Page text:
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Clever solution to massive mask waste problem

Angira Bharadwaj, February 3, 2021 6:45PM The Daily Telegraph

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A man wearing a face mask walks past a sign advertising masks in Melbourne on July 20, 2020. Picture: AFP media_cameraA man wearing a face mask walks past a sign advertising masks in Melbourne on July 20, 2020. Picture: AFP

environment

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Millions of disposable masks used and discarded during the pandemic could be recycled and enshrined* forever into the country’s roads, Australian scientists have revealed.

Researchers from RMIT University said recycled face masks could be used to make roads and footpaths. A 1km, two-lane road would use three million masks and prevent 93 tonnes of waste going to landfill.

NCA NewsWire media_cameraA discarded disposable COVID-19 coronavirus mask is pictured on a Sydney street. Picture: NCA NewsWire

The scientists said shredded single-use face masks and processed building rubble could be used to make roads that meet civil engineering safety guidelines – with research showing the mask materials add stiffness and strength to the construction.

“This initial study looked at the feasibility* of recycling single-use face masks into roads and we were thrilled to find it not only works, but also delivers real engineering benefits,” author Dr Mohammad Saberian said.

“We hope this opens the door for further research, to work through ways of managing health and safety risks at scale and investigate whether other types of PPE would also be suitable for recycling.”

The experiment found a mix of construction rubble and face mask material performed well against stress, acid and water resistance.

Scientists argued that not only would the innovative solution solve the issue of COVID-19 protective equipment waste but also lower Australia’s significant levels of construction waste.

Construction, renovation and demolition account for about half of the waste produced annually worldwide, and in Australia, about 3.15 million tonnes of processed building rubble is added to stockpiles each year.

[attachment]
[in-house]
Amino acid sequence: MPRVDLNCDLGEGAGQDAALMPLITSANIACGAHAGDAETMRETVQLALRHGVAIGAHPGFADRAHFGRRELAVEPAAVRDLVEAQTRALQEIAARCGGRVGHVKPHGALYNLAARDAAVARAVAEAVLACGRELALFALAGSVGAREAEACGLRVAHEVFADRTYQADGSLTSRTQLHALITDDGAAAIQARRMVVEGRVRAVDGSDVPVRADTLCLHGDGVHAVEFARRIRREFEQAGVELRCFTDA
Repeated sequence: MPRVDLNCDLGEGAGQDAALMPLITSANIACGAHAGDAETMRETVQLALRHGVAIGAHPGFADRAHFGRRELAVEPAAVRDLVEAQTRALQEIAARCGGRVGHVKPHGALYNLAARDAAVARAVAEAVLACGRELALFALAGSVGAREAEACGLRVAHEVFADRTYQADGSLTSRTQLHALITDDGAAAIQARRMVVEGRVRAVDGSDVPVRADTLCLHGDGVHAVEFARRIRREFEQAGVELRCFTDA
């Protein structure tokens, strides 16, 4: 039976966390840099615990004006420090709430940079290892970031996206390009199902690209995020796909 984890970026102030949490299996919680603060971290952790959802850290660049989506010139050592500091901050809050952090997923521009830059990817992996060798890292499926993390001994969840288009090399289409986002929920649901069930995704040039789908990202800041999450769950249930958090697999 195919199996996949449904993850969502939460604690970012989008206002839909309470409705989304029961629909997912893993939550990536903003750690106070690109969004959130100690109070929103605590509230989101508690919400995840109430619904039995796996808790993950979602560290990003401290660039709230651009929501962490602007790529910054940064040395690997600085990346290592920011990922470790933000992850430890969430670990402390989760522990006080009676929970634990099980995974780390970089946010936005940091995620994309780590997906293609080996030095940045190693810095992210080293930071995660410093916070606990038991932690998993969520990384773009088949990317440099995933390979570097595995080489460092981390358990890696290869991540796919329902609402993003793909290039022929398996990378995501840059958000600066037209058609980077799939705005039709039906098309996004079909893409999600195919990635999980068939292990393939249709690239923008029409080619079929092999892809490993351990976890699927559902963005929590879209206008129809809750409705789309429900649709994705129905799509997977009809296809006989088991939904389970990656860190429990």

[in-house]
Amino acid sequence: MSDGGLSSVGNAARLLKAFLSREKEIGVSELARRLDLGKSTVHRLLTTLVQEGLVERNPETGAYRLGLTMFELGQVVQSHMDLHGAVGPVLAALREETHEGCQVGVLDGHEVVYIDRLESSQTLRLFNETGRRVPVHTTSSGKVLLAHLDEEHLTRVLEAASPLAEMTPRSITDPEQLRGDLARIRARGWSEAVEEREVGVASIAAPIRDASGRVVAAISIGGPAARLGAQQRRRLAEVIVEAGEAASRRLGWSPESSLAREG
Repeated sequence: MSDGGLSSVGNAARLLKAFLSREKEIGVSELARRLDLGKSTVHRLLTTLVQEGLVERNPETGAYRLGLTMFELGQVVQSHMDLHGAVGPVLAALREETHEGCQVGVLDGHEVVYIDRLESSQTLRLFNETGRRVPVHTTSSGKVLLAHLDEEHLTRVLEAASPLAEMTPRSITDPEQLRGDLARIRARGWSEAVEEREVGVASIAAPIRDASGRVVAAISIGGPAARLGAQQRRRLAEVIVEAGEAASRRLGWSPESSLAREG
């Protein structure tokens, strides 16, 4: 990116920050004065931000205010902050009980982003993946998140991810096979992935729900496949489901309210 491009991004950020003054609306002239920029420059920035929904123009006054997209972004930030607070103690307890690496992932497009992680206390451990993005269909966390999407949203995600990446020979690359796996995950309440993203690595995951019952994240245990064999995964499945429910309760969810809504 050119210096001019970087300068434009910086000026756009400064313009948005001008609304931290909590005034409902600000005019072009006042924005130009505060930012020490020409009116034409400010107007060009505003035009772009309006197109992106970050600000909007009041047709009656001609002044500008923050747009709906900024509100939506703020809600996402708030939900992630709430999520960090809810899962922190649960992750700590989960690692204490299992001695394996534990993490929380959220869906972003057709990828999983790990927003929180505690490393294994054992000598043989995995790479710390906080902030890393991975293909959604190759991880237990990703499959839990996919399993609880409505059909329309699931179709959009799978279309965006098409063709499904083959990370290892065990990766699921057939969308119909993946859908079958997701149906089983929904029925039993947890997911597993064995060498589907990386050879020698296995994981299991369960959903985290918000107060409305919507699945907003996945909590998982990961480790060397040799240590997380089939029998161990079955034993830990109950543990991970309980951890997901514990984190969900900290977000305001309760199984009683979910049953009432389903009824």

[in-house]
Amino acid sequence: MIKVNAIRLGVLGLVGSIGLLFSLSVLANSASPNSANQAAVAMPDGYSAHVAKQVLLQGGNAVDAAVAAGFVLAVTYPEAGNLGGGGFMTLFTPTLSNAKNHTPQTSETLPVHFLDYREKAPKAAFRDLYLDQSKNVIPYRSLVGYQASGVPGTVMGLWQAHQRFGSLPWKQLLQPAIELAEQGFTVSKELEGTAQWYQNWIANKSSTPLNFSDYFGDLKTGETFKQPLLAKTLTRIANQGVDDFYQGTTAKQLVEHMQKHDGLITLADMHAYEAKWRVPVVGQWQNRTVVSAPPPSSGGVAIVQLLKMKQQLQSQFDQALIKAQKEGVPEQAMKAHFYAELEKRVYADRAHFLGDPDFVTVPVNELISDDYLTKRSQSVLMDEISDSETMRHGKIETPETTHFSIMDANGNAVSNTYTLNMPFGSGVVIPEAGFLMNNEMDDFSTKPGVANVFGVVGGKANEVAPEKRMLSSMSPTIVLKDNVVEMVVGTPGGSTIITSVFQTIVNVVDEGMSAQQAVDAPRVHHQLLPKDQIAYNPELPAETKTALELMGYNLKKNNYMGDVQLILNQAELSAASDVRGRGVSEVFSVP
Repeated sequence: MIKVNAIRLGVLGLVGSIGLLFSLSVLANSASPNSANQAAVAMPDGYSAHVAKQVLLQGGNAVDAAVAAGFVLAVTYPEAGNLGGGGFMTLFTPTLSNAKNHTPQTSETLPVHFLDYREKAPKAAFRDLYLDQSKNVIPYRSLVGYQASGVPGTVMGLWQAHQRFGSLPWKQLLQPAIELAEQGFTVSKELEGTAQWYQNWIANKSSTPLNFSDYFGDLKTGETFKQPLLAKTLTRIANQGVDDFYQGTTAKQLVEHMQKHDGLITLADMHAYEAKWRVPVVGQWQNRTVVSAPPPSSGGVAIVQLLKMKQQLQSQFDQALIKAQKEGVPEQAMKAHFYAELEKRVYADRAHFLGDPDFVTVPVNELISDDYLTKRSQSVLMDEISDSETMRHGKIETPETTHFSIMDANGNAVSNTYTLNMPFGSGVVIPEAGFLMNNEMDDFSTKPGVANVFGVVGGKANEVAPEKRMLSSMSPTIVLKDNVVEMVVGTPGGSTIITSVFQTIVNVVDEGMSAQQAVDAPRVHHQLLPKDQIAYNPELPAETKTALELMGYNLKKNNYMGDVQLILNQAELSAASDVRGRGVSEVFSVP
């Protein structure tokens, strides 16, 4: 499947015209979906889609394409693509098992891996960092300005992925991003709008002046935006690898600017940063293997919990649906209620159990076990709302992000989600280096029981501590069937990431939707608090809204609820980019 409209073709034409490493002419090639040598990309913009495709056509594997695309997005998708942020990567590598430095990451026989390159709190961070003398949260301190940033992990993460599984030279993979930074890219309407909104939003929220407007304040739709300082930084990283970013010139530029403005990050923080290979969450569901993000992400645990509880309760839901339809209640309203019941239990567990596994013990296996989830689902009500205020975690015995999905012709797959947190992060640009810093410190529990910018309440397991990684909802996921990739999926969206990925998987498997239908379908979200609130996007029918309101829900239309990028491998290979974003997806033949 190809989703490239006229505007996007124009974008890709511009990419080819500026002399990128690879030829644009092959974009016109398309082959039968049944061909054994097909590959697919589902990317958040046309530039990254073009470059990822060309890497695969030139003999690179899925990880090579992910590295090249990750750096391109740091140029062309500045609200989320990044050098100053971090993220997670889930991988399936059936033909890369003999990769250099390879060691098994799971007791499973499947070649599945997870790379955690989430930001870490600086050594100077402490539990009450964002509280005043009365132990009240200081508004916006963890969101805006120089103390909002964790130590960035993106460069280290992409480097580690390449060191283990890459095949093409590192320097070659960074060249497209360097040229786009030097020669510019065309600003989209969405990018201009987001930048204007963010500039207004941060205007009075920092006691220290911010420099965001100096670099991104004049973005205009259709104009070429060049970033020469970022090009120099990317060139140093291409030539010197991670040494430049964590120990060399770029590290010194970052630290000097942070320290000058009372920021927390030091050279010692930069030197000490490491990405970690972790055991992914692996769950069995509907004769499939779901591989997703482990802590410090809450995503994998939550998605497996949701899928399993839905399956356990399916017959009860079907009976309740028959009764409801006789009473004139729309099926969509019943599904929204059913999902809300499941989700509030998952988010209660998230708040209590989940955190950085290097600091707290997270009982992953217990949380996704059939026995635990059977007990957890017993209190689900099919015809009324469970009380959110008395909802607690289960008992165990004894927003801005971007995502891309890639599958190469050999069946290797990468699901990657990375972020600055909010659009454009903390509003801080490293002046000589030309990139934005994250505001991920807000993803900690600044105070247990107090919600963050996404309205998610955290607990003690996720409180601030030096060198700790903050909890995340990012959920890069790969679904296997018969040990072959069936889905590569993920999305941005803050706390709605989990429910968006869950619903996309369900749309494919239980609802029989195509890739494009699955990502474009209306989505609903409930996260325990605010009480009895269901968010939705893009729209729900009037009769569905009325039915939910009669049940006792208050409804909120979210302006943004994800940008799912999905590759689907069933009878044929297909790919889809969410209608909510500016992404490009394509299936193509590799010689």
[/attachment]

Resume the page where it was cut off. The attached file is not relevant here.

“We know that even if these masks are disposed of properly, they will go to landfill or they’ll be incinerated*,” RMIT engineering research team head Professor Jie Li said.

“The COVID-19 pandemic has not only created a global health and economic crisis but has also had dramatic effects on the environment.

“If we can bring circular economy thinking to this massive waste problem, we can develop the smart and sustainable solutions we need.”

Peninsular freeway cost blow-out story. Roadwork ahead sign. Speed limit sign - 60. media_cameraShredded single-use face masks and processed building rubble could be used to make roads that meet civil engineering safety guidelines.

GLOSSARY

  • enshrined: preserved forever
  • feasibility: whether something will work and is worth doing
  • incinerated: burnt to destroy something

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QUICK QUIZ

  1. What is the main news in this story?
  2. Why are there so many face masks around?
  3. Where do the researchers work?
  4. What will the face masks be mixed with to make roads?
  5. How much building rubbish goes to landfill each year?

LISTEN TO THIS STORY

CLASSROOM ACTIVITIES
1. Create an Advertisement
How could you encourage people, businesses and places like hospitals to recycle the thousands of disposable face masks they use? Design a story board for a TV or online advertisement or a script for a radio advertisement or podcast that will encourage them to recycle their masks.

Time: allow 30 minutes to complete this activity
Curriculum Links: English, Media Studies, Visual Communication Design

2. Extension
Disposable masks are one example of an environmental problem caused by the COVID-19 pandemic. Can you think of any others? Make a list of as many as you can think of. Next to each problem, write a possible solution.

Time: allow at least 20 minutes to complete this activity
Curriculum Links: English, Health and Physical Education, Science, Geography

VCOP ACTIVITY
Punctuation Thief
Pick a paragraph from the article, or about 3 sentences together if that’s easier, and rewrite it without the punctuation. At the bottom of the page write a list of all the punctuation you stole and in the order you stole it. For example; C , . C .

Then swap your book with another person and see if they can work out where the punctuation needs to go back to.

Extra Reading in environment